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Moody's drops outlook on BC debt rating to negative

The credit rating agency Moody's Investors Service announced today it has downgraded the outlook on British Columbia's debt ratings from stable to negative.

"The negative outlook reflects Moody's assessment of the risks to the province's ability to reverse the recent accumulation in debt with the softened economic outlook, weaker commodity prices and continued expense pressures," the announcement quoted Moody's Assistant Vice President Jennifer Wong saying.

It noted that B.C.'s finance minister, Mike de Jong, recently presented a second quarterly report showing the province's deficit for the 2012-2013 fiscal year had grown to $1.5 billion from the $1 billion forecast in February's budget.

"The slowing in the provincial economy, continued weak natural gas prices and delay in the expected sale of the province's Little Mountain property have translated into a wider deficit for the 2012-13 fiscal year," it said.

B.C.'s net debt is now $33.6 billion, which represents 82 percent of annual revenues. That's up from a net debt that was 65 percent of revenues in 2008. While the province plans a balanced operating budget for 2013-2014, debt is still expected to rise.

"Should the province's fiscal plan come to fruition, the province's debt burden is expected to increase moderately to approximately 94 percent of revenues in 2014-15, a relatively high level compared to other Aaa sub-sovereign peers," it said.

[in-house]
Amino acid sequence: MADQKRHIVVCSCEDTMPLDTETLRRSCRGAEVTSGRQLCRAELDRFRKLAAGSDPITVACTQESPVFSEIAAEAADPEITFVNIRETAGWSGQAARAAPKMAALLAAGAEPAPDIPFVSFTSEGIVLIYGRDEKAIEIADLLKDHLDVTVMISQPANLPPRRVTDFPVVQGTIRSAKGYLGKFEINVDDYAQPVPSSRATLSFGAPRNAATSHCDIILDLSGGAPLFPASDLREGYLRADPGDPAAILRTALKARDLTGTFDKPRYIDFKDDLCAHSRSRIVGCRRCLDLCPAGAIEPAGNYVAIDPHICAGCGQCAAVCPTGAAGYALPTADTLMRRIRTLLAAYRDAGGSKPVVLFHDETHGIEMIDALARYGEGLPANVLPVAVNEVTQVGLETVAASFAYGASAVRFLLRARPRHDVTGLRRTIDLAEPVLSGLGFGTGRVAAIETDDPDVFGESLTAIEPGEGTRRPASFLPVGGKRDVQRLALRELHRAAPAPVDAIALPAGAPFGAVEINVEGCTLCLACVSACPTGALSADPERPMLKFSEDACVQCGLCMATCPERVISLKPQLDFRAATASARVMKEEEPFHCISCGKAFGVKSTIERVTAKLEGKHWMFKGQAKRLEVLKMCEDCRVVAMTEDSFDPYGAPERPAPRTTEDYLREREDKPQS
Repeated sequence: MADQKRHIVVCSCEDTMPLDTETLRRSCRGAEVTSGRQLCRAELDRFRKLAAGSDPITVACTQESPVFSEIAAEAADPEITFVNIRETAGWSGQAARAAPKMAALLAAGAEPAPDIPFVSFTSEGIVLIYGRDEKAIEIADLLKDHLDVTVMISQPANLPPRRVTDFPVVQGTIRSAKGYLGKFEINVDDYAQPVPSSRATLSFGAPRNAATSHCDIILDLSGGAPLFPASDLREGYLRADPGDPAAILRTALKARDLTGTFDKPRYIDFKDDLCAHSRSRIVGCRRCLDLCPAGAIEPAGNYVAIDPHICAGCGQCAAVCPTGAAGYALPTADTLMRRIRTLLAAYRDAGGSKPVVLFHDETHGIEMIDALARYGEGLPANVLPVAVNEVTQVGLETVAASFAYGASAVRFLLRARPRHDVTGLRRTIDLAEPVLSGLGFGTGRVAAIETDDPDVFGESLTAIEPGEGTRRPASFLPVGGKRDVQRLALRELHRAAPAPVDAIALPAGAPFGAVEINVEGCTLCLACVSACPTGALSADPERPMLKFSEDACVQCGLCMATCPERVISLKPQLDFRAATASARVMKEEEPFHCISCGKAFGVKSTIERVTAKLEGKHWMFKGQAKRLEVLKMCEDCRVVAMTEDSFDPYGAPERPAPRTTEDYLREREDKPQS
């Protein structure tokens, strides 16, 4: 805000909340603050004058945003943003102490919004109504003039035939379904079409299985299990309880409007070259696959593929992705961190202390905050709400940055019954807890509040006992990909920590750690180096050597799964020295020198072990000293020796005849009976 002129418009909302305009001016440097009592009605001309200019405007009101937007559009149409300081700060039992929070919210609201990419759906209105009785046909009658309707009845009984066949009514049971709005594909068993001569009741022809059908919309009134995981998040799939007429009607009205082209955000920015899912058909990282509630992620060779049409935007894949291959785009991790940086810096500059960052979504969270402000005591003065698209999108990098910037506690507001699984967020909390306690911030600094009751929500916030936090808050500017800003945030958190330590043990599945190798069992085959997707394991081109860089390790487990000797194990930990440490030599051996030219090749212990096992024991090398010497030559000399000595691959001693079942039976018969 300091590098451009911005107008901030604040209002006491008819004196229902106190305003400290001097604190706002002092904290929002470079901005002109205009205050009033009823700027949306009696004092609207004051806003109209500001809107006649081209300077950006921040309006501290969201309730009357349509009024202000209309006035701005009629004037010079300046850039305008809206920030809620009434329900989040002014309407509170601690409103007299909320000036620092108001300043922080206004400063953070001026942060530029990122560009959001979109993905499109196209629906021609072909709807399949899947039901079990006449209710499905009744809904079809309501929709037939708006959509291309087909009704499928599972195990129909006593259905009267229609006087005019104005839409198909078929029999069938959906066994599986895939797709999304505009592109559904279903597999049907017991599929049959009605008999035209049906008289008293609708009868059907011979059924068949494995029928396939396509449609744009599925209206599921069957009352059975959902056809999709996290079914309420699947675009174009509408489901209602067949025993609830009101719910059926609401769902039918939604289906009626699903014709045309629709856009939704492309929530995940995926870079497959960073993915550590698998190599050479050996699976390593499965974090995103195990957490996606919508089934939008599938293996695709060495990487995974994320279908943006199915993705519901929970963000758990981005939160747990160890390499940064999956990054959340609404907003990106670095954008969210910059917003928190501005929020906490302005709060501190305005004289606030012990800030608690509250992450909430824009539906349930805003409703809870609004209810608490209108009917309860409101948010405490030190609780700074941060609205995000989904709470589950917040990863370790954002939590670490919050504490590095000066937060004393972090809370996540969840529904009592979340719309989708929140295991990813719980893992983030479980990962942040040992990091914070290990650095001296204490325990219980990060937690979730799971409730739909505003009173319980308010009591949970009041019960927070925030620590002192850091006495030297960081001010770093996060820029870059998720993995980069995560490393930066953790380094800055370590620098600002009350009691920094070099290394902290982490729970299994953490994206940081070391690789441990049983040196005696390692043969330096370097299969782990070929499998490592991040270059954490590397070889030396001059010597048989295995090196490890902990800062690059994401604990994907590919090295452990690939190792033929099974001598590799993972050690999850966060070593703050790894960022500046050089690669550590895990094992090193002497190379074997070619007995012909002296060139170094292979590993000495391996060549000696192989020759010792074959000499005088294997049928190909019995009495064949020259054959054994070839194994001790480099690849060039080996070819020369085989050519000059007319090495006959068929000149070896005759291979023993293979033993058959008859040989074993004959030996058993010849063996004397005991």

"Moreover, a more subdued economic outlook, compounded with lower-than-anticipated natural gas resource revenues, along with continued expense pressures presents risks to achieving the fiscal plan and to stabilizing and ultimately reversing the recent accumulation in debt."

The release applauded B.C.'s track record of prudent fiscal management, but said it will need to meet its current targets and "ultimately reverse the recent accumulation in debt over the medium term," to return to a stable rating.

Update, 6:01 p.m.: The B.C. government released a statement in response to Moody's revision from Shirley Bond, treasury board vice-chair, on behalf of the finance minister. In it she blamed global forces for the downgrade and defended B.C.'s financial record.

"Today's decision by Moody's recognizes the growing uncertainty of the global economy and the importance of fiscal prudence in uncertain economic times," she said. "It serves as a warning sign to us, and to all economies, to control spending and balance the budget. This kind of scrutiny from investors and bond rating agencies reminds us not to become complacent because economic risk remains."

Andrew MacLeod is The Tyee’s Legislative Bureau Chief in Victoria. Find him on Twitter or reach him here.

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